FICC is back: rates, currencies drive revenues as US banks report Q2 recovery
The fixed-income sales and trading business of the big US banks took a bath in the first quarter of this year, with revenues down by between 10% and 40%. But although not immune from market and geopolitical upheaval, the second quarter could not have looked more different.
Reporting results in late July, the big-five franchises turned in more than $13 billion of revenues from their FICC divisions, up 16% on the first quarter and 22% on the previous year.
JPMorgan reported the biggest year-on-year increase despite starting from almost the largest base, its 35% jump taking revenues to a shade under $4 billion. The bank conceded that this had followed a "weak" second quarter in 2015, when it had been trumped by Citi in fixed income (see chart). JPMorgan was back on top this time around, however, with Citi generating fully half a billion dollars less fixed-income revenue than its rival.
JPMorgan's business was more than three times that of Morgan Stanley — which was an outlier in view of its paltry 2% year-on-year gain, from a base that is by far the smallest of the five. Morgan Stanley CEO James Gorman sometimes gives the impression he would prefer people to stop talking about fixed income at all, although the bank's eye-catching move to cut 25% of FICC headcount in December 2015 ensured that wouldn't happen.
But the latest result is unlikely to cause him to lose much sleep. The bank doesn't break out the profitability of individual product lines, but with headcount slashed by that extent and revenues fractionally up, the figures speak for themselves.
All the banks posted double-digit revenue increases from the first quarter of the year (see table), although Morgan Stanley's outsize 49% jump was a function of a particularly terrible previous quarter, where its revenues fell by more than 50%.
But a few other things were pretty much universal across the five franchises. Credit was broadly up from the first quarter, as was mortgage business, as spread products – including securitized products – benefited from a tightening in US Treasury bonds. Municipal bonds did better for the same reason. Rates franchises were up compared with the previous quarter and the previous year. Commodities was better, helped by oil moving steadily from $38 to $48 a barrel.
Currencies presented a more mixed picture, however – up at some banks but down at others. One determining factor was how active a firm's clients had been in positioning themselves in the first quarter, but differences in the precise client mix at different franchises also probably played a part.
All firms reported that the UK's June 23 referendum on membership of the European Union, resulting in a decision to leave, sparked volatility and volumes in its immediate aftermath.
From that perspective at least, Brexit was a positive for all five franchises, although Gorman provided perhaps the most bittersweet assessment of the opportunities thrown up by the vote, noting that while the outcome was "suboptimal", it did provide the bank with a live stress scenario in which it could demonstrate that its systems were able to run smoothly, allowing clients to access the market. Like others, the firm's FX business was helped by the additional volatility and volumes in the days around the vote itself, but CFO Jonathan Pruzan noted that "one or two days does not make a quarter".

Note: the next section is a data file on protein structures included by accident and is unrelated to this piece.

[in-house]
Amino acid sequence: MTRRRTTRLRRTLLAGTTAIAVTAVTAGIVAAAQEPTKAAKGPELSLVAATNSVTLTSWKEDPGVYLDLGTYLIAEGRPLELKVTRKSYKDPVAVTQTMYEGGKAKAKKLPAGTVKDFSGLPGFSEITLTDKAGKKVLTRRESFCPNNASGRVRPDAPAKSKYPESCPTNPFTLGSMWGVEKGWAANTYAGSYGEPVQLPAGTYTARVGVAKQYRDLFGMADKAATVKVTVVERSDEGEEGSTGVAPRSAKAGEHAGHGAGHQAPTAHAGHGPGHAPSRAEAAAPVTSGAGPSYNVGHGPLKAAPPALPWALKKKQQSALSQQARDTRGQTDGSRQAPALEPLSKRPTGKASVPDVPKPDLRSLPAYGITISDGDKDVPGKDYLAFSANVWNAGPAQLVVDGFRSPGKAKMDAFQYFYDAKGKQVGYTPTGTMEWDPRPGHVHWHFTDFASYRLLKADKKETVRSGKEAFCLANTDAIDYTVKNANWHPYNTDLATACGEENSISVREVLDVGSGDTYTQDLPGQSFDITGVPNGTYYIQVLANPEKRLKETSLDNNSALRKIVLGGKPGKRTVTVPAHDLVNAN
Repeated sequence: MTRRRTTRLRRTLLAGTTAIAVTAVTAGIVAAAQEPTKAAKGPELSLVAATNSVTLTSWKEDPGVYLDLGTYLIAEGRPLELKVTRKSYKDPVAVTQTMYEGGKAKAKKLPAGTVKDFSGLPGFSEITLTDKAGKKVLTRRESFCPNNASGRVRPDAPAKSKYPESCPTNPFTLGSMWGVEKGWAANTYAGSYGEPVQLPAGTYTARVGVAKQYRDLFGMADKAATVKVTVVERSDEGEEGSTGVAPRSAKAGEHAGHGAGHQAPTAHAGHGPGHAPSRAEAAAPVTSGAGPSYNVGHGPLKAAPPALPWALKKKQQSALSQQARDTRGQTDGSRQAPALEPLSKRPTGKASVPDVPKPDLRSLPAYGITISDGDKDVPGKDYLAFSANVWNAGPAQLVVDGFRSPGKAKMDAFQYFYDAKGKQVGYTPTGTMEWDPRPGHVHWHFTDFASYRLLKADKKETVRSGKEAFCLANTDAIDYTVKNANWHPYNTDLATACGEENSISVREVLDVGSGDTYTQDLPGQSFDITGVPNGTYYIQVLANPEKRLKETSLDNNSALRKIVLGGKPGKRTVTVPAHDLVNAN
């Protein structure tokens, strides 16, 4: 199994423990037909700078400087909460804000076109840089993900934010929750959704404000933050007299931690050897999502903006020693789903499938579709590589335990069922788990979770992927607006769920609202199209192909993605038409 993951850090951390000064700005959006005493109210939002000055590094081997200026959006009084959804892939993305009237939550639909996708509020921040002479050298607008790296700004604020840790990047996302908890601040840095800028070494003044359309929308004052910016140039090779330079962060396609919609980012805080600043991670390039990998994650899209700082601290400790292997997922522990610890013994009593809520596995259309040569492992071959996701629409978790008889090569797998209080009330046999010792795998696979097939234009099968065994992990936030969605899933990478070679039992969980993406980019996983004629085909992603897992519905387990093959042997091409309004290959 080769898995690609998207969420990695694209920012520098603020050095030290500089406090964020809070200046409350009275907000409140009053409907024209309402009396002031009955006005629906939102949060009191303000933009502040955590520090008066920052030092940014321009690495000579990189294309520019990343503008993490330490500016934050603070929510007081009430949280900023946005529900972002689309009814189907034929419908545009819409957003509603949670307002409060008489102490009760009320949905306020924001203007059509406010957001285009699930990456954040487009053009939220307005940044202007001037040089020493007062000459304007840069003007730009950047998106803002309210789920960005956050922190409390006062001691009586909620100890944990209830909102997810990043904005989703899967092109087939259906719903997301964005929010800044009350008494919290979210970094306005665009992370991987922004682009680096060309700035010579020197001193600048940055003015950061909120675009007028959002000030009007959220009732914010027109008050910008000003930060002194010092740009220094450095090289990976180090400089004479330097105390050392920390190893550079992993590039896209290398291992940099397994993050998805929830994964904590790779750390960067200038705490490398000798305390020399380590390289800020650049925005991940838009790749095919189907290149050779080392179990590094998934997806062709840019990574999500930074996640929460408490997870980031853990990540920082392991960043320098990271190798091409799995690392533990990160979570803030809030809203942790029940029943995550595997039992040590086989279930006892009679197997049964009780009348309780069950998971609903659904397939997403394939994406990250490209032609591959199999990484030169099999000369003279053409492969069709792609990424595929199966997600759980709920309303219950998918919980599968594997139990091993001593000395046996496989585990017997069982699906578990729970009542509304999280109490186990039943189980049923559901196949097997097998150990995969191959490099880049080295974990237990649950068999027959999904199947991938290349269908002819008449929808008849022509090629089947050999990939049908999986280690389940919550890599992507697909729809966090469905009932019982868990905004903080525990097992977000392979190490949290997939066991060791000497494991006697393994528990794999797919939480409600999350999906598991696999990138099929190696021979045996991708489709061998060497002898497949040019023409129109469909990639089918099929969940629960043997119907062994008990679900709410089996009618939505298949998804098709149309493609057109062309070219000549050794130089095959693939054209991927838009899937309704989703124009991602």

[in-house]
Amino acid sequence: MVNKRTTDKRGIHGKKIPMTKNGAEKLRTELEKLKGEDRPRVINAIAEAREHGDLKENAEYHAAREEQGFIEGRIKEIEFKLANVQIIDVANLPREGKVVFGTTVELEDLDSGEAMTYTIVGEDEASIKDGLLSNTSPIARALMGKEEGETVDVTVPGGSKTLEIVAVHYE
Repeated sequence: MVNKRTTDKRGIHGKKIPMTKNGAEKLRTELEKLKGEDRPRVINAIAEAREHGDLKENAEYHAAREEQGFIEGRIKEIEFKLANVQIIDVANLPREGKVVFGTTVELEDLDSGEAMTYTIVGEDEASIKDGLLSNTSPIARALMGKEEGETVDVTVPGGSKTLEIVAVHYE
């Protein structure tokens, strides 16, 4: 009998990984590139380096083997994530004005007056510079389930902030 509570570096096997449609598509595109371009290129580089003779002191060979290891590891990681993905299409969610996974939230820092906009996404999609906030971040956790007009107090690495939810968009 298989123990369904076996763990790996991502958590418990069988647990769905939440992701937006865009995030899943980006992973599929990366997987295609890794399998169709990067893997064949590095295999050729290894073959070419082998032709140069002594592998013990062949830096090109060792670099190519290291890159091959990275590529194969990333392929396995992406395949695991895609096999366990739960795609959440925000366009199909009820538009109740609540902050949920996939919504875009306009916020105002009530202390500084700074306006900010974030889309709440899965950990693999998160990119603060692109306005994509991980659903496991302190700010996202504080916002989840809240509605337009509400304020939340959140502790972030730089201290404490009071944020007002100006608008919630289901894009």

Goldman Sachs sent out a similar message, saying that it had been able to be on the front foot with clients as a result of its careful preparation. More notably, CFO Harvey Schwartz said the firm had seen an uptick in market share during the peak of the Brexit volatility, which might have reflected the competitive environment as other firms restructure businesses.
Paul Donofrio, CFO at Bank of America Merrill Lynch, also identified a competitive opportunity, arguing that the bank had increased its relevance with clients through the episode, by showing that it would "be there when they need us most".
JPMorgan CEO Jamie Dimon's sore throat had led him to take a back seat in his firm's results Q&A session with analysts, until coaxed into speaking by CLSA's Mike Mayo, who wanted to hear from him directly on Brexit. He was typically bullish, pledging his commitment to UK and European clients, adding that if it ended up costing a little more to serve the firm's clients, so be it. "I am not really worried about it."
Word on the Street
The sentiment on the week's conference calls was, for the most part, punchy and confident. JPMorgan was firmly on top, with CFO Marianne Lake focusing on the firm's ability to meet client needs and provide liquidity, even in the wake of the Brexit vote.
JPMorgan had a disappointing quarter in the same period last year, so this year's increase was in part a normalization. Lake said the performance was broad based, with rates, currencies, emerging markets, credit trading and securitized products all doing well; rates was particularly strong, she said. Higher client flows in primary and secondary, driven by a recovery in risk appetite as a result of a more stable environment, helped drive the momentum from March into the second quarter.